The new clothes fallacy

I recently came across an article called I hate MVPs. So do your customers. Make it SLC instead.” In it, Jason Cohen advocates for replacing the concept of Minimum Viable Products (MVPs) with the concept of Simple Lovable Complete (SLC) products. Cohen’s gripe is summed up in one sentence:

MVPs are too M(inimum) and almost never V(iable). Customers see that, and hate it.

Instead of shipping the minimum” thing, he says we ought to build something simple” and complete.” And customers should love using it too.

I’m writing about this because it’s a fascinating in-the-wild specimen of both the Strawman Fallacy and something I call the New Clothes fallacy, two things that affect content designers all the time.

Strawman fallacy

The strawman fallacy (not to be confused with a straw man proposal), is where you create a clunky caricature of the idea you are trying to refute and attack that instead. A preferred tactic in strawmanning is the uncharitable interpretation of terminology, seen here:

…Google Docs was simple, but also complete. This is decidedly different from the classic MVP, which by definition isn’t complete (and in fact is embarrassing). Simple” is good, incomplete” is not.

Cohen positions MVPs as flawed because they are incomplete” (which makes them unlovable” and therefore something customers hate to use). Yes, MVPs are not complete” but critical to their nature is that they solve a problem pretty well.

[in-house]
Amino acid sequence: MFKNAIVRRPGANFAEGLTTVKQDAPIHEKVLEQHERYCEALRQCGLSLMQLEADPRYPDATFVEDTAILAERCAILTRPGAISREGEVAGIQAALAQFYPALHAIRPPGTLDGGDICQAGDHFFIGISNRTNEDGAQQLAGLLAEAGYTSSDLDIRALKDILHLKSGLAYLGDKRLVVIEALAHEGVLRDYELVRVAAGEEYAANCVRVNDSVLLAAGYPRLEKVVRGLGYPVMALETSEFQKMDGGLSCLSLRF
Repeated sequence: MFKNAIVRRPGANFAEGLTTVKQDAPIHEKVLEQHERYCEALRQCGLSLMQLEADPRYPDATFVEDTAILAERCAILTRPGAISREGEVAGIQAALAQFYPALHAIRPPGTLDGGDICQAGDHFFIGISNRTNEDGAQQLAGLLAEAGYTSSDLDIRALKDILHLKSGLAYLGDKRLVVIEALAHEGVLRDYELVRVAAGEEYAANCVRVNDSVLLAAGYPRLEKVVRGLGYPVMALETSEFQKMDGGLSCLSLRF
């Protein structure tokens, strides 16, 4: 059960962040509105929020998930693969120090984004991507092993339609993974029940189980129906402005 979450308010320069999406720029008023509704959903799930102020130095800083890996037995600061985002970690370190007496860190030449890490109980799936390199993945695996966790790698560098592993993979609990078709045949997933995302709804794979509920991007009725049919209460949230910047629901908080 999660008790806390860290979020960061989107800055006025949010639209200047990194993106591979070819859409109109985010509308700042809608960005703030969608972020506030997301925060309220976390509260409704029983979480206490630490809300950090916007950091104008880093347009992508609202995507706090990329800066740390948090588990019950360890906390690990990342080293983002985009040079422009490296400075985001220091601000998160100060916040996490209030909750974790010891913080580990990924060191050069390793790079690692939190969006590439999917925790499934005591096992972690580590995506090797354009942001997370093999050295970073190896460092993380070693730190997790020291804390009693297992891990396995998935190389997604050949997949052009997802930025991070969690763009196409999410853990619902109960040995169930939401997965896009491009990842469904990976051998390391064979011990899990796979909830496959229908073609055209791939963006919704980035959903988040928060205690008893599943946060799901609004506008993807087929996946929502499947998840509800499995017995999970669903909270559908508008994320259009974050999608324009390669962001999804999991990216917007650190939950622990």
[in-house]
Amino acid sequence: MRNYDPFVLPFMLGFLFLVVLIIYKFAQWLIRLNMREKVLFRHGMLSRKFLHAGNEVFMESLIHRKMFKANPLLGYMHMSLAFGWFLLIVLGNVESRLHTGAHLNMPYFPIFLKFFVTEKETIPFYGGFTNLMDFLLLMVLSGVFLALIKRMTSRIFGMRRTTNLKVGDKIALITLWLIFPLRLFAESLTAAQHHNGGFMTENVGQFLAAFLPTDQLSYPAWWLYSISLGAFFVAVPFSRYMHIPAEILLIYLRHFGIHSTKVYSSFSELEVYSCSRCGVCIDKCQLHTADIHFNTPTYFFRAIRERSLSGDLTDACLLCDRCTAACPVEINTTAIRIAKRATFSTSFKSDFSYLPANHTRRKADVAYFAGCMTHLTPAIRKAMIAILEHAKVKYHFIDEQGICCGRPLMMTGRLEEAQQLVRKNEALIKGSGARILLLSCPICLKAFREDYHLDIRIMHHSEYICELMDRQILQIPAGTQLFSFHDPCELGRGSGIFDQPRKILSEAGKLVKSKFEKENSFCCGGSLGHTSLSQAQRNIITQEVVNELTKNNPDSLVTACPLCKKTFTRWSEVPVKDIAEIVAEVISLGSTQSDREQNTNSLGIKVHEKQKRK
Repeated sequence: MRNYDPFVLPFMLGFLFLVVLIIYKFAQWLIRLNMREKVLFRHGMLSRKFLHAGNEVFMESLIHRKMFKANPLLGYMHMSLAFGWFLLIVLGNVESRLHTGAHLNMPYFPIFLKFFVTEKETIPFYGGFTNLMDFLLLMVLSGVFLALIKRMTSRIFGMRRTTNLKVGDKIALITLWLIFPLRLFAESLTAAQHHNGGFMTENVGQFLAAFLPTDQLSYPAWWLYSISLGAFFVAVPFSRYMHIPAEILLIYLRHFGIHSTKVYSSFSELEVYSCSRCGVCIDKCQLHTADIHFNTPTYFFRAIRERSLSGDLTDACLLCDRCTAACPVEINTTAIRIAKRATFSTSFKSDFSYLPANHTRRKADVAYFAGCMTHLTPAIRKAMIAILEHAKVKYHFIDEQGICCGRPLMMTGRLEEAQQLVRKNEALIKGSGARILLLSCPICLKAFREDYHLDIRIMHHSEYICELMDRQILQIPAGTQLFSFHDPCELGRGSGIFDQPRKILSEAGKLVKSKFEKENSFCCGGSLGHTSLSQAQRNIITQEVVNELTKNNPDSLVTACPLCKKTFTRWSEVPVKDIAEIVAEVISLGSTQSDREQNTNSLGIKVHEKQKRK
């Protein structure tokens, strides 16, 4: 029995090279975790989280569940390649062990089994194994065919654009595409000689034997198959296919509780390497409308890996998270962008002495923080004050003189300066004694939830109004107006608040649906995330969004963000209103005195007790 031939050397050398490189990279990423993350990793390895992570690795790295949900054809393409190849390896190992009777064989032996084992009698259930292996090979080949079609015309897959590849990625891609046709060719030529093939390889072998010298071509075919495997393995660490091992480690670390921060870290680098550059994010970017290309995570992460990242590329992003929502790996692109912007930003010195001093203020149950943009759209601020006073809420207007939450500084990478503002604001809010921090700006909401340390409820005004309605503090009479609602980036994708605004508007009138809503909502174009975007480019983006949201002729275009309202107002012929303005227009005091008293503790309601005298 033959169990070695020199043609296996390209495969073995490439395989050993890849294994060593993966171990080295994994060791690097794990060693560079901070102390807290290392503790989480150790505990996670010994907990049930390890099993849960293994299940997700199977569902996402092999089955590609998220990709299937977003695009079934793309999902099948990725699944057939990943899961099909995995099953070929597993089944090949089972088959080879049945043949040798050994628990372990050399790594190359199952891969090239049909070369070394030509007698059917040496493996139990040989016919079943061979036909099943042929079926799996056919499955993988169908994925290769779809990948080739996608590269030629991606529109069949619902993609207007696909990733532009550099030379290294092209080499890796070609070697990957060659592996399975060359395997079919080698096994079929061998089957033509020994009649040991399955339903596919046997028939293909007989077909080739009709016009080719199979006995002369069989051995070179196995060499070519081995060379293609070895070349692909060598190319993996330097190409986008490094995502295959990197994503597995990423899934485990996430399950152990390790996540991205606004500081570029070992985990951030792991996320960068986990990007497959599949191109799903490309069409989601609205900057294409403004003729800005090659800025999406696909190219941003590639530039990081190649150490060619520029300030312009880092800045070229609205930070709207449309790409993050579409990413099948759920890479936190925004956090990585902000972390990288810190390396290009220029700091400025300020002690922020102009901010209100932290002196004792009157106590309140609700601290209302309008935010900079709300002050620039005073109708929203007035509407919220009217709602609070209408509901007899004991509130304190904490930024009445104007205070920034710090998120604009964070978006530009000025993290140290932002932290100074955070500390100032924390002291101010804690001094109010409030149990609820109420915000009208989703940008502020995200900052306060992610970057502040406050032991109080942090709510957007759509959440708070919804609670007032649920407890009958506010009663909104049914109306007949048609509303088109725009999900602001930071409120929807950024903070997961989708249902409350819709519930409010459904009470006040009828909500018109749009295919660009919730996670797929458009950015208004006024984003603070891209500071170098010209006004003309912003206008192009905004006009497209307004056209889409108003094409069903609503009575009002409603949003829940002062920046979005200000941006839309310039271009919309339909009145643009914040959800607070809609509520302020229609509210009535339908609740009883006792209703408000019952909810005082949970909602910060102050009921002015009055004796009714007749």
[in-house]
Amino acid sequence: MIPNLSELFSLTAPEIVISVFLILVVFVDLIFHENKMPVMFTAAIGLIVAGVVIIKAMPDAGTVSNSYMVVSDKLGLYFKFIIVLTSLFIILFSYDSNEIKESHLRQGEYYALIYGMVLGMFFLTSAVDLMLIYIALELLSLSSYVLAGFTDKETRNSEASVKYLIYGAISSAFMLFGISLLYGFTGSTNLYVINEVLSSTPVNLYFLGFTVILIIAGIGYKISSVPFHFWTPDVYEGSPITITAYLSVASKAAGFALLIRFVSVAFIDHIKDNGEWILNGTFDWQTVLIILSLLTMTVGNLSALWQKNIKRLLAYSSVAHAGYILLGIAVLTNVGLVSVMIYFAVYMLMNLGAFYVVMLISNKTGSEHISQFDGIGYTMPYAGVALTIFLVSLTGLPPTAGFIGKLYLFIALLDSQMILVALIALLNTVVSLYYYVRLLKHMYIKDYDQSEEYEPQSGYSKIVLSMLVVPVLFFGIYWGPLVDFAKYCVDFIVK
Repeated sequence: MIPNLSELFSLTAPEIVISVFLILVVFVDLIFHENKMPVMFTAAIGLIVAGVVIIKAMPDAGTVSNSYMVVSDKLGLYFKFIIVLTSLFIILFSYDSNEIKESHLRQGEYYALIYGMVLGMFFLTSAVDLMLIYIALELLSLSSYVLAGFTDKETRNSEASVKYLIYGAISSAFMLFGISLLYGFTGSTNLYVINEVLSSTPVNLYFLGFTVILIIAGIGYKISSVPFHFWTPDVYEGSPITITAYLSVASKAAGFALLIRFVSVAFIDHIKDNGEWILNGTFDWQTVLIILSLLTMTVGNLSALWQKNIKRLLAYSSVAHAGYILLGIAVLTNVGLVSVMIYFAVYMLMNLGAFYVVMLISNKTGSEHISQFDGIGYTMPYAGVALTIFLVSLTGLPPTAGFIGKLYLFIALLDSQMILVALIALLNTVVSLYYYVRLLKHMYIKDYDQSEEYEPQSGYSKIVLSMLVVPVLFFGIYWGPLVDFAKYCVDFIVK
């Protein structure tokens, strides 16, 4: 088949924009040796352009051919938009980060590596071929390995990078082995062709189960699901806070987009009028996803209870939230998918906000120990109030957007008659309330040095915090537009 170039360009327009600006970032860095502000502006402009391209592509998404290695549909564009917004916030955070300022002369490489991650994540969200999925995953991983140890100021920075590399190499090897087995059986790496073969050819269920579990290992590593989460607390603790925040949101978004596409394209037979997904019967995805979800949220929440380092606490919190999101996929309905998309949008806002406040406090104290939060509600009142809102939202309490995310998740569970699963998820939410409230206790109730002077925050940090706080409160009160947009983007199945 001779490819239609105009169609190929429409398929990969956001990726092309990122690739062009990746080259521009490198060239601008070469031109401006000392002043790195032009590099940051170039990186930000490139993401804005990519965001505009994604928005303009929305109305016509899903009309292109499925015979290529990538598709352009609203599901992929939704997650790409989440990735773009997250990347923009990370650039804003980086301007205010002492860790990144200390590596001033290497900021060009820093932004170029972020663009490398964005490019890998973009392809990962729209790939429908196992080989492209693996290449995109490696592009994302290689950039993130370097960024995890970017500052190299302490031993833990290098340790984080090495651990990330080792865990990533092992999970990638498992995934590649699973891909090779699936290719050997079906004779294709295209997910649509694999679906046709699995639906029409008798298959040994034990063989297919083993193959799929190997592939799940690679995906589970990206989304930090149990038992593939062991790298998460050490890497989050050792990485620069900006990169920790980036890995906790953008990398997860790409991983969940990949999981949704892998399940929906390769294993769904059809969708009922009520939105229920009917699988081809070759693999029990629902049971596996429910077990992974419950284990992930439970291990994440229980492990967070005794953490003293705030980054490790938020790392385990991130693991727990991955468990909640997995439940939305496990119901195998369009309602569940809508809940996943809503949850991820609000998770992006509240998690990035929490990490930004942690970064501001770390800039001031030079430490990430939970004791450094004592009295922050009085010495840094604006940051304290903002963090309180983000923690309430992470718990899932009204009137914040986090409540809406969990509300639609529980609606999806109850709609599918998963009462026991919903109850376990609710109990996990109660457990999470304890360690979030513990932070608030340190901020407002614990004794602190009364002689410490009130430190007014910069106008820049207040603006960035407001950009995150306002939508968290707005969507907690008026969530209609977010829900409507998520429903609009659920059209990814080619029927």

Putting aside that Google kept adding to Google Docs (so it wasn’t complete” as Cohen says it was), he’s deliberately misinterpreting viable.”

The purpose of this maxim in the first place is to challenge teams to ship the smallest morsel of experience that delivers true value. Part of what’s hard is figuring out what viable” means for your product.

The new clothes fallacy

New Clothes is where you take some concept that is being interpreted in a way you don’t like, and rather than challenge the interpretation (or Solve the real problem), you come up with a fresh label and declare the old concept a hot mess. (See: most rebrands, modern political science, and corporate strategy.)

With MVPs and SLCs, Cohen seems to be replacing minimum” with simple” and viable” with loveable” and complete”:

Instead of Minimum” which sounds sad, let’s say Simple.” Fine, I don’t mind this, but minimum” never bothered me.

Next, instead of viable” which Cohen is choosing to interpret really narrowly, lets split that into two concepts: lovable and complete.

As a content designer, this raises all sorts of alarm bells for me. Cohen is framing this as a terminology problem, but it’s really an interpretation problem. It’s not that MVPs are bad, it’s that badly made MVPs are bad.

New words don’t always solve the issue

I’d argue that in this case, we’re worse off.

Finding your MVP is about navigating the tension between two competing forces: what is the minimum amount of time you could spend and still produce something useful?

Now we have three terms to interpret. So you have to ask, is this complete, simple, and lovable?” How is that easier? And is lovability” easier to target than viable”? (Brian De Haaff wrote a whole book on it and I was still a bit confused.)

In my humble opinion, this is reaching into the cabinet for New Clothes instead of doing what needs to be done. Solve the real problem.

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